A well-built aqueduct from time of King Herod was unearthed last week near the Jaffa Gate in Jerusalem during work on infrastructure in the area.

The site of the discovery is not far from the place where a Byzantine street was recently unearthed.

Israel Antiquities Authority archaeologists say they found about 40 meters of the ancient waterway, which was part of the sophisticated aqueduct that brought water to Jerusalem from springs in the Hebron hills to the south to the Mamilla pool, which still exists today, and from there through the aqueduct to Hezekiah's Pool within the walled city.

Archaeologists say the aqueduct was first built in the first century BCE, and was in use in the second century. Within it were discovered roof tiles from the Roman Tenth Legion, which controlled the city at that time.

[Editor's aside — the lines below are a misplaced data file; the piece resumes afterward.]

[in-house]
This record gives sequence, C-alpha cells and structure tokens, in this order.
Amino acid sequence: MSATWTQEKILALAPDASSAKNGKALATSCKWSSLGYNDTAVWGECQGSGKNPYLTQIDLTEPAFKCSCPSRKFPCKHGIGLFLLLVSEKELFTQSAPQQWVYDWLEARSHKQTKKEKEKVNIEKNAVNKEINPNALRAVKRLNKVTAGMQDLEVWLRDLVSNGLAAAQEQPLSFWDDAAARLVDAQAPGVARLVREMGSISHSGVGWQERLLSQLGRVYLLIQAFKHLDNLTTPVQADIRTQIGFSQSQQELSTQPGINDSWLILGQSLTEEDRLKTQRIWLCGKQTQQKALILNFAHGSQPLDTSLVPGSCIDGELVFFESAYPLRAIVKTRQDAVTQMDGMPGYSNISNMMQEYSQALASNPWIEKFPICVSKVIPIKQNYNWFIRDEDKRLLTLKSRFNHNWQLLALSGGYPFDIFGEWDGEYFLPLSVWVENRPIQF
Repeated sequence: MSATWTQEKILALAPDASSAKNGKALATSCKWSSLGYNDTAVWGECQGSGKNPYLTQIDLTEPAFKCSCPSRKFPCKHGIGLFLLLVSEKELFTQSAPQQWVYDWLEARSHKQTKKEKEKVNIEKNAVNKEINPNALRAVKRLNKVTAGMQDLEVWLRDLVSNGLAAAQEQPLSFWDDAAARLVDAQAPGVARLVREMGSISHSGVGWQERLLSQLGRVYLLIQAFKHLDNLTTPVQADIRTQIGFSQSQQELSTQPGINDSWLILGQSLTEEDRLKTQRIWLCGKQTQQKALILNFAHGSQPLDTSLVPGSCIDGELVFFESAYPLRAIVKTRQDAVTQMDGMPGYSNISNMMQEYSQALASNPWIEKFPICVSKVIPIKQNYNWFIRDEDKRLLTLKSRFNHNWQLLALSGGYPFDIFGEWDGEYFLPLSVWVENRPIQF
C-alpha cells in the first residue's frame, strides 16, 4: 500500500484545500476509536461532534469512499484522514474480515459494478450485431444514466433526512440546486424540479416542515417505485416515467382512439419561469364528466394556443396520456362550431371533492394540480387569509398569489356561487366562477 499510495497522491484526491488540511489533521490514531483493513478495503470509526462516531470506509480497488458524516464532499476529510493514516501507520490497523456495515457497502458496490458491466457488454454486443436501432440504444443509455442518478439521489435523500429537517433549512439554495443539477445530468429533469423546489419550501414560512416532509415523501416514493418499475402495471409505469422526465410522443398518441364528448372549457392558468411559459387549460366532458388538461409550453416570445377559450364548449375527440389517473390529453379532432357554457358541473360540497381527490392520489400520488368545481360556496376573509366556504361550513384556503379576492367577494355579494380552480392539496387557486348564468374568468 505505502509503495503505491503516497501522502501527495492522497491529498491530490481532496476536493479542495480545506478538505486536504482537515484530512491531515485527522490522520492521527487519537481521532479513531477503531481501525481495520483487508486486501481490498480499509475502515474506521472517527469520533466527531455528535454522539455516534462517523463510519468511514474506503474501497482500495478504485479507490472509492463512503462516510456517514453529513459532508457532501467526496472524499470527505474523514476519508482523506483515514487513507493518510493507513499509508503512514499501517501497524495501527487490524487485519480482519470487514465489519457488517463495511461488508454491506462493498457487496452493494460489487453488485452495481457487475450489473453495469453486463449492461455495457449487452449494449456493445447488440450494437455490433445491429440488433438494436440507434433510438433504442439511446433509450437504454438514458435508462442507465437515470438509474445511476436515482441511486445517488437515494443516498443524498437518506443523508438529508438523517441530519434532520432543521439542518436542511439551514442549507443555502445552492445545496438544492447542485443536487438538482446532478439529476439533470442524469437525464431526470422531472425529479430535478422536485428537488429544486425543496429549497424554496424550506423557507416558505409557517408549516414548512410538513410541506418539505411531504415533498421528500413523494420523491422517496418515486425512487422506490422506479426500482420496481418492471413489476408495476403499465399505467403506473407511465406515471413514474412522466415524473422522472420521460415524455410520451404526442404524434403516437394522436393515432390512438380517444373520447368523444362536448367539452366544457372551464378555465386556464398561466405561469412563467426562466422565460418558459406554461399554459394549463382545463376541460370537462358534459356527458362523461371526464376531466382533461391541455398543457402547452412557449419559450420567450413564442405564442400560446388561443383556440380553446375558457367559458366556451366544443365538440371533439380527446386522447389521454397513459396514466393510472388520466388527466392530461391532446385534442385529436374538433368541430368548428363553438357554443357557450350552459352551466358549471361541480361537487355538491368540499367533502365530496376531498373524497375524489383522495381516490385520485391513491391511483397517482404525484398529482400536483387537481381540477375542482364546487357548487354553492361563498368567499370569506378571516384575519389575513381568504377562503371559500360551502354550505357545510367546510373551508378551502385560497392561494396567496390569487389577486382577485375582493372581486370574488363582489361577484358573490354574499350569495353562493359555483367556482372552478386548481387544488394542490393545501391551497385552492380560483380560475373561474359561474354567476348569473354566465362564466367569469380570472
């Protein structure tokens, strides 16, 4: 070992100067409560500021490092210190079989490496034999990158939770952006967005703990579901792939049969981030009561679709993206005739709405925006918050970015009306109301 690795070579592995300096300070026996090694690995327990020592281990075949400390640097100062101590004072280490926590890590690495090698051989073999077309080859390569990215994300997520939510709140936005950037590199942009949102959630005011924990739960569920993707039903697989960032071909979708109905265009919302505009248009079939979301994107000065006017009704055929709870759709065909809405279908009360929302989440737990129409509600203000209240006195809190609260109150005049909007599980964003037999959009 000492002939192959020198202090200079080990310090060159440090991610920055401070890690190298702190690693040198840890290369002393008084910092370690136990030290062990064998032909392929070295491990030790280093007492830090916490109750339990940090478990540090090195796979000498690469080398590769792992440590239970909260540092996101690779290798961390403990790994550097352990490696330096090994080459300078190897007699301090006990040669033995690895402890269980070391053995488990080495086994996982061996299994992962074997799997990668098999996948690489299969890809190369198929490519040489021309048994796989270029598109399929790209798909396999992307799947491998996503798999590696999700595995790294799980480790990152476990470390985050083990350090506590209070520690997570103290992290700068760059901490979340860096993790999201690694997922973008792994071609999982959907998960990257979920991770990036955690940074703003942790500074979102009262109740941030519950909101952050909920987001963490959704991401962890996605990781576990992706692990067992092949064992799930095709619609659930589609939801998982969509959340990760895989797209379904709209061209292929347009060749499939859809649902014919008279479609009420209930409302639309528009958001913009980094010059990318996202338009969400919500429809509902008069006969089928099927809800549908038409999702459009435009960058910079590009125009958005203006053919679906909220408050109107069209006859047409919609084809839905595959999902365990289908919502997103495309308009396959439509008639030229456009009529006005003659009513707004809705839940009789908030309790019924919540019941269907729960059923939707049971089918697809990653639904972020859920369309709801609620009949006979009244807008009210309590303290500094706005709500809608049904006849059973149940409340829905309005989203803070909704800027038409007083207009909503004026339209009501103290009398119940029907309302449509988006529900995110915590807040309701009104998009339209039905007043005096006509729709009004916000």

The aqueduct, which is 1.5 meters high and 60 centimeters wide, was built of large, flat stones. Every 15 meters a shaft connected the aqueduct to the road above it. According to the dig director, Dr. Ofer Sion, the shafts were used in maintenance work on the water system.

The 40-meter stretch ends just before the aqueduct reaches the Old City, where it is blocked, apparently by a collapsed shaft.

Scholars have known of the existence of an aqueduct here for about a century, thanks to a map by the German architect and archaeologist Conrad Schick, who unearthed a few meters of it. It was never excavated because this area is one of the city's busiest intersections.

The recently discovered Byzantine street has already been covered as infrastructure work continues. The fate of the aqueduct has not yet been decided. Israel Antiquities Authority personnel say they believe an entrance to the aqueduct could remain, so that perhaps one day it could be opened to the public.